As we return to school, something that comes to mind is the question why? Why do we go to school? How did this government-implemented system reach the place it is today? And, most importantly, why is it so important? Of course, to some, the 'history of school' may allow them to figure out who to blame for, what they deem, and this 'torture'. Hopefully, however, this article will help those few, realise how vital school is, not only to their life, but to create a positive future for our country, and on a wider scale, the world. As well as recognising how very lucky they are to have such a wonderful opportunity, to learn, and to make the community we live in, a much better place.
A particularly interesting thing regarding school is that the institution developed similarly in separate cultures. In Ancient Greece, Ancient India, and Ancient China, as well as several other societies, children and adolescents were systematically passed down knowledge from their elders, despite the cultures having barely interacted. The Byzantine Empire certainly had some form of formal schooling from primary level, as army admission forms from 425AD state that each soldier 'must have some form of at least primary education.' Closer to home, in Northern Europe, universities began to form during the 12th century, a little behind the rest of the world. The main purpose of schools then, however, was to teach the Latin language to young, male nobles and churchmen (so if you think school is boring now, count your lucky stars!). Obligatory attendance to primary schools in the UK wasn't even introduced until the end of the 18th Century, but, once more, England was behind the curve. It seems, however, that we've swiftly caught up.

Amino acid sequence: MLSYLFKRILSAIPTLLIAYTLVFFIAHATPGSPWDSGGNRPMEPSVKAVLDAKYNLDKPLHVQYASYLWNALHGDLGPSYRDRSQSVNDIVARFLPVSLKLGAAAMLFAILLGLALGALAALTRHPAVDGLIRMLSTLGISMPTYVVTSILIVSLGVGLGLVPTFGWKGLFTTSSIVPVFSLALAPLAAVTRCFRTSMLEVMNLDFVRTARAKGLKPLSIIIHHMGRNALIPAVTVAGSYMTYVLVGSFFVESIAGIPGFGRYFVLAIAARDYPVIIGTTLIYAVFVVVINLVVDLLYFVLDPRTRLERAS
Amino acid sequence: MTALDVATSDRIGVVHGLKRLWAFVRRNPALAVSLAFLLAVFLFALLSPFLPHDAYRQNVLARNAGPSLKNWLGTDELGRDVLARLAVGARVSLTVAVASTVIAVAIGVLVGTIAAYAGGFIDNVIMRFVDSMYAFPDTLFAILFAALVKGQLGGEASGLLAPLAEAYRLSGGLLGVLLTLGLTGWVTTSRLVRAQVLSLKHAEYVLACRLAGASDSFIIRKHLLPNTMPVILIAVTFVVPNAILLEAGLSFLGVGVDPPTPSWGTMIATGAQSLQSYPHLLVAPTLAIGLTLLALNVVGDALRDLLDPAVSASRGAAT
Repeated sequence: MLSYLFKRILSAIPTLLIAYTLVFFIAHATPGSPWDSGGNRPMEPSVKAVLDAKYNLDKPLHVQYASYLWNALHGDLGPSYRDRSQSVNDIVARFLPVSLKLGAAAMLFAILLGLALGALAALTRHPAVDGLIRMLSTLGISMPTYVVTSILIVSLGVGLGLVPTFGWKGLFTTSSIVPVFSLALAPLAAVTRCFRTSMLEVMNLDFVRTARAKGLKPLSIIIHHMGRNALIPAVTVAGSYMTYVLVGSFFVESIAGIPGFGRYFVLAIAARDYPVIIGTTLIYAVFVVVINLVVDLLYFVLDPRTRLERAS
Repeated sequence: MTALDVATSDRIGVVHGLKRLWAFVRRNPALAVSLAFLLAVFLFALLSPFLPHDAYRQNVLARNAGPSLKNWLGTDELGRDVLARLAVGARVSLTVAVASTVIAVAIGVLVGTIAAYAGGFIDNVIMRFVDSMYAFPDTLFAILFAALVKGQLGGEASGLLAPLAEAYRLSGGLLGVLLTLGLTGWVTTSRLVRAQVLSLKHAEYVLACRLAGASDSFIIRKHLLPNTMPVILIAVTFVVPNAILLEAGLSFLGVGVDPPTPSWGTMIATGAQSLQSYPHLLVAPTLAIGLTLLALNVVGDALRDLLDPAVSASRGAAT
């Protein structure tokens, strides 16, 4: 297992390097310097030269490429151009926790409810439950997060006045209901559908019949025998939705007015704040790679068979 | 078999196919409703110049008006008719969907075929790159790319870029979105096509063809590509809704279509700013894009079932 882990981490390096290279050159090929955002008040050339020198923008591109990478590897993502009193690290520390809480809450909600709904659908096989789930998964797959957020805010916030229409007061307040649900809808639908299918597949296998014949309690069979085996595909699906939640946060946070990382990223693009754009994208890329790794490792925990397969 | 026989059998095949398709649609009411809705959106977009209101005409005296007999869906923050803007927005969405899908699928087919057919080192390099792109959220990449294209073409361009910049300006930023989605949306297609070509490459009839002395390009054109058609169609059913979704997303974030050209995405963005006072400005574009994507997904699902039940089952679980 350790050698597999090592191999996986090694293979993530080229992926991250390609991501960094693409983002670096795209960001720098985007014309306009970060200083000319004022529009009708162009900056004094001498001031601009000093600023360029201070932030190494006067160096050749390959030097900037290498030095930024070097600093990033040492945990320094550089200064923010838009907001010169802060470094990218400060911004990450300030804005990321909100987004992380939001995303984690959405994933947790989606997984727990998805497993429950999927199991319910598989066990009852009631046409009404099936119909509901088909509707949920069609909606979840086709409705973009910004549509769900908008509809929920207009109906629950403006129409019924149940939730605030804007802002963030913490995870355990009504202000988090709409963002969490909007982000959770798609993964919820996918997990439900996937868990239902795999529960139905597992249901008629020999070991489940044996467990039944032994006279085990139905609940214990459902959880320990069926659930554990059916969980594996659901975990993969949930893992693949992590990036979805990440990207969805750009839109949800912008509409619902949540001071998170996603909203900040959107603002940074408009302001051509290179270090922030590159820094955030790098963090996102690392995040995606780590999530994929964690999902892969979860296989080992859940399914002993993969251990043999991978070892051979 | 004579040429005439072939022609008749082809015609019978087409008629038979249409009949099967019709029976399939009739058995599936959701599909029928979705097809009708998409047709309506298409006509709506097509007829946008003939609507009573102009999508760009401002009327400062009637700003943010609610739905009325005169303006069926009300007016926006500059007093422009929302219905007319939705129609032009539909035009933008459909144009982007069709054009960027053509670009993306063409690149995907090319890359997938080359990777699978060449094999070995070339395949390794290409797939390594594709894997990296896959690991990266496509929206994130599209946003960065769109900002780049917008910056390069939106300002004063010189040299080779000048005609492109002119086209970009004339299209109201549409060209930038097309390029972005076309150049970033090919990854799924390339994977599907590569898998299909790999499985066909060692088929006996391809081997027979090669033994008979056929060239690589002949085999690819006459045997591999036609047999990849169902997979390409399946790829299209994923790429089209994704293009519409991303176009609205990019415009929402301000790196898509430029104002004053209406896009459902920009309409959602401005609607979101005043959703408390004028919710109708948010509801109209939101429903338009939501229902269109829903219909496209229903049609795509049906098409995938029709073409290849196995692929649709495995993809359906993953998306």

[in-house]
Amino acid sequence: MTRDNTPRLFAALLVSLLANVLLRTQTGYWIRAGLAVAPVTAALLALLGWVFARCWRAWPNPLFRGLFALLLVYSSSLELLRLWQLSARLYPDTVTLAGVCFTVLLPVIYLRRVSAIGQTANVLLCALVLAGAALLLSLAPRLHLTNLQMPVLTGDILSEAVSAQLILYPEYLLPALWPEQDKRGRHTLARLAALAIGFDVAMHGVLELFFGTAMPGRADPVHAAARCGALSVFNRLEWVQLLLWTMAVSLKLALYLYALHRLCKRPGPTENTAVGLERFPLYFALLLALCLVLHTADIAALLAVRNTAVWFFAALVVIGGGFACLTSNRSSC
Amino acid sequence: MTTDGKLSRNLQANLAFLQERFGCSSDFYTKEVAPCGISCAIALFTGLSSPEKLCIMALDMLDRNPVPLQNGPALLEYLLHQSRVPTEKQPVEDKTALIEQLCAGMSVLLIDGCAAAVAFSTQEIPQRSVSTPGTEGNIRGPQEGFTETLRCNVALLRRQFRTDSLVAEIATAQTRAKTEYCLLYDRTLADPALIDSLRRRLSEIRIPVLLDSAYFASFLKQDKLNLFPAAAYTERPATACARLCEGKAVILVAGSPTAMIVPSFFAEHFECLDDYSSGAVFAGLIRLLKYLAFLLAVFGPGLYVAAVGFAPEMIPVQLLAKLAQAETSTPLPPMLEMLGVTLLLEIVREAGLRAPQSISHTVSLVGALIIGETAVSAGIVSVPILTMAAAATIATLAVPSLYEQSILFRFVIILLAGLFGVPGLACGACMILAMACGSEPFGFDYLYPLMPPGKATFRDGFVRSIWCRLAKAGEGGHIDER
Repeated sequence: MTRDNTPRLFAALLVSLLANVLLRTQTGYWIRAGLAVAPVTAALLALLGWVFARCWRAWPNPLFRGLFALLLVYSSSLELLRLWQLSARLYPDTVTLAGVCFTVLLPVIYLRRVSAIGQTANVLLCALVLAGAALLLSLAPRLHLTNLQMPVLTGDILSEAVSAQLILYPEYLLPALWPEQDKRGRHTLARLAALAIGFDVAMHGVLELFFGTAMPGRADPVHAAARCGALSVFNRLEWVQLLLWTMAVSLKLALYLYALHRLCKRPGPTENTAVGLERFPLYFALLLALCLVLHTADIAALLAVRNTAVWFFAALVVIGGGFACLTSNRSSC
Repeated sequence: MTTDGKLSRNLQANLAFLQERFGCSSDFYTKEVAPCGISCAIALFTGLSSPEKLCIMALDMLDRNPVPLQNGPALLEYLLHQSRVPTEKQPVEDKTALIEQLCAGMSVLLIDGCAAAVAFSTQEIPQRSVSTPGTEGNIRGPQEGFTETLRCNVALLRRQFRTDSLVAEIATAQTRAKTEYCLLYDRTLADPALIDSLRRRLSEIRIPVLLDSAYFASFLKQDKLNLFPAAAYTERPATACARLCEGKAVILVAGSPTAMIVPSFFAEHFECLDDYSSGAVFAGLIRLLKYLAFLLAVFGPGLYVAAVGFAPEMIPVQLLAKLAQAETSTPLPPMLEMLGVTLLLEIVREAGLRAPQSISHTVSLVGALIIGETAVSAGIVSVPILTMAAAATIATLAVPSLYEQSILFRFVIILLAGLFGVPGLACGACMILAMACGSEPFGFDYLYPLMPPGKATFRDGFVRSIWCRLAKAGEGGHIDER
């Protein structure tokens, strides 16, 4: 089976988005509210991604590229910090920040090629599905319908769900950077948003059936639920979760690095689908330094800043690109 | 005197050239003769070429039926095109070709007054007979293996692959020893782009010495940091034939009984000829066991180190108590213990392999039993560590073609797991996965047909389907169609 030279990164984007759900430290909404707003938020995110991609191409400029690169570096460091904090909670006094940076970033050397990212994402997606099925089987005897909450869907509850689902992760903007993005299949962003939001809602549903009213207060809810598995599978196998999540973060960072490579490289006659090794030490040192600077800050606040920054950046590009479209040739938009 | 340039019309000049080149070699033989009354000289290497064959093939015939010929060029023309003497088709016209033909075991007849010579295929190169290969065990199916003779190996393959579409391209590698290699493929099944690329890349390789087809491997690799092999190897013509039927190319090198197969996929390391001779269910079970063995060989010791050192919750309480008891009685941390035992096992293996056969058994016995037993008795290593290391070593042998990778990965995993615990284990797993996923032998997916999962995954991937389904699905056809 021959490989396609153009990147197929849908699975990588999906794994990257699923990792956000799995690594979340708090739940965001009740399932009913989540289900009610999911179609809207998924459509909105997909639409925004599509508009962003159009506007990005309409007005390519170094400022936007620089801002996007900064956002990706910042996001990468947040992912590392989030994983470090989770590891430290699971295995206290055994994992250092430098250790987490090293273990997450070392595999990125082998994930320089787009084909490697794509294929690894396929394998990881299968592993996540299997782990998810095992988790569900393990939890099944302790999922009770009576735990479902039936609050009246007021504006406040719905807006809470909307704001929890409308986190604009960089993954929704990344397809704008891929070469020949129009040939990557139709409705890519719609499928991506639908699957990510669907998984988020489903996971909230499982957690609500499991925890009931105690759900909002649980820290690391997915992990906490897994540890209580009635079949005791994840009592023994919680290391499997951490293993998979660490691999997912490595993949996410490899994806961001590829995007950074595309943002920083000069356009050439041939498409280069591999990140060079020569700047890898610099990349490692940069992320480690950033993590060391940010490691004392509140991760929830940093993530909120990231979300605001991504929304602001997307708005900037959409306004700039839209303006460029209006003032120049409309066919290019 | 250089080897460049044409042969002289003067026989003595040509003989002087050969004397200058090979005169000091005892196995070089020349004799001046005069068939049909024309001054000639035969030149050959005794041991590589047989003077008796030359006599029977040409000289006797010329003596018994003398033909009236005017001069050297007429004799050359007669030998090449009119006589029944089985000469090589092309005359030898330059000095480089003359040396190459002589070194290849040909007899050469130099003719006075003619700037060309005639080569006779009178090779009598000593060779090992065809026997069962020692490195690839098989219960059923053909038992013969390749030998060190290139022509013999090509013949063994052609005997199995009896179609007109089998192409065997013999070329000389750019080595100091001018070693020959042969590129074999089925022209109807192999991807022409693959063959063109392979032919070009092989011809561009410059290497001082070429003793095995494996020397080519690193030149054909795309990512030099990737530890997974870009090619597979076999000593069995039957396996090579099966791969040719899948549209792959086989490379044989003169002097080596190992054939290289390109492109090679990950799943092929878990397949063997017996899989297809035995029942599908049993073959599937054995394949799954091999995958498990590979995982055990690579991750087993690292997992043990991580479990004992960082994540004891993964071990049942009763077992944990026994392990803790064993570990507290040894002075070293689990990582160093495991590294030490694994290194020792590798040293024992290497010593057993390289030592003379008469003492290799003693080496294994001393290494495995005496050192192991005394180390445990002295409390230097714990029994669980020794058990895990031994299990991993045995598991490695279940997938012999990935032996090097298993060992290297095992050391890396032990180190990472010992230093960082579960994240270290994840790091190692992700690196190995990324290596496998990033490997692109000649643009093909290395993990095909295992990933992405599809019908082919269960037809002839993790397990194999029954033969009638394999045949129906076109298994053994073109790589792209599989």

Schools, especially in the UK, and education as a whole, has only been improving and improving. We sit comfortably as having the 6th best schooling system in the world, and are currently hold second place in terms of Europe schooling systems. Although several East Asian countries seem to be ahead of us, it is worth noting that a significant amount of East Asian pupils come to board at British independent schools, perhaps suggesting that whilst perhaps not academically superior, we are certainly better in terms of pastoral care, and a varied curriculum. Education is, without a doubt, one of the most significant things in a functional society. When Hitler rose to power, one of his first actions was to completely alter the German school curriculum, in order to ensure that the children were lied to, and educated to his 'standards', creating a powerful, oblivious, following. Malala Yousafzai, a teenage activist, was shot in the head by the Taliban, because she campaigned for the rights of girls to be educated in Pakistan. If our enemies feel so strongly about the issue of education, it is probable that we should, too.
So, whilst school may sometimes seem a little boring, it is worth recognising that it is, at worst, a necessary evil, if not a vital way to create a rounded human being. There still are problems; the removal of coursework from national examinations, standardized testing, lack of pastoral care, early starts when studies show teens focus better in the late afternoon; the list goes on. But since schools began, we've been getting better and better, and there's no reason we shouldn't keep improving.